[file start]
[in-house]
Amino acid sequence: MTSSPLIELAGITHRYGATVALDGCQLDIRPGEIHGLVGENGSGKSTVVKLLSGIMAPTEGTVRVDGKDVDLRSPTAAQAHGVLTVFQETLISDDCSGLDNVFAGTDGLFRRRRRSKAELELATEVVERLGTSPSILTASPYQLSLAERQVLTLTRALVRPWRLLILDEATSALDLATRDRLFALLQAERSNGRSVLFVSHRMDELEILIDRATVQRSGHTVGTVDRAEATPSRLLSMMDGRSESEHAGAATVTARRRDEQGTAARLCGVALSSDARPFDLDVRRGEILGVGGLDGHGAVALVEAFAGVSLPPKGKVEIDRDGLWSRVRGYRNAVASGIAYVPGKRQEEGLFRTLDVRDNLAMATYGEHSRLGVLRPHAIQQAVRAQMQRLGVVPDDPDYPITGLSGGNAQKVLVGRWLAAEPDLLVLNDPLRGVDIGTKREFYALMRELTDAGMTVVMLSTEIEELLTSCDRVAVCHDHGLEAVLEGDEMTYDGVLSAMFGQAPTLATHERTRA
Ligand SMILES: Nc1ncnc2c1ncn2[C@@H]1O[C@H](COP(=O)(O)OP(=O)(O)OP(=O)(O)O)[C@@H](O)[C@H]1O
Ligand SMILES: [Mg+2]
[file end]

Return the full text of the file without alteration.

[in-house]
Amino acid sequence: MTSSPLIELAGITHRYGATVALDGCQLDIRPGEIHGLVGENGSGKSTVVKLLSGIMAPTEGTVRVDGKDVDLRSPTAAQAHGVLTVFQETLISDDCSGLDNVFAGTDGLFRRRRRSKAELELATEVVERLGTSPSILTASPYQLSLAERQVLTLTRALVRPWRLLILDEATSALDLATRDRLFALLQAERSNGRSVLFVSHRMDELEILIDRATVQRSGHTVGTVDRAEATPSRLLSMMDGRSESEHAGAATVTARRRDEQGTAARLCGVALSSDARPFDLDVRRGEILGVGGLDGHGAVALVEAFAGVSLPPKGKVEIDRDGLWSRVRGYRNAVASGIAYVPGKRQEEGLFRTLDVRDNLAMATYGEHSRLGVLRPHAIQQAVRAQMQRLGVVPDDPDYPITGLSGGNAQKVLVGRWLAAEPDLLVLNDPLRGVDIGTKREFYALMRELTDAGMTVVMLSTEIEELLTSCDRVAVCHDHGLEAVLEGDEMTYDGVLSAMFGQAPTLATHERTRA
Ligand SMILES: Nc1ncnc2c1ncn2[C@@H]1O[C@H](COP(=O)(O)OP(=O)(O)OP(=O)(O)O)[C@@H](O)[C@H]1O
Ligand SMILES: [Mg+2]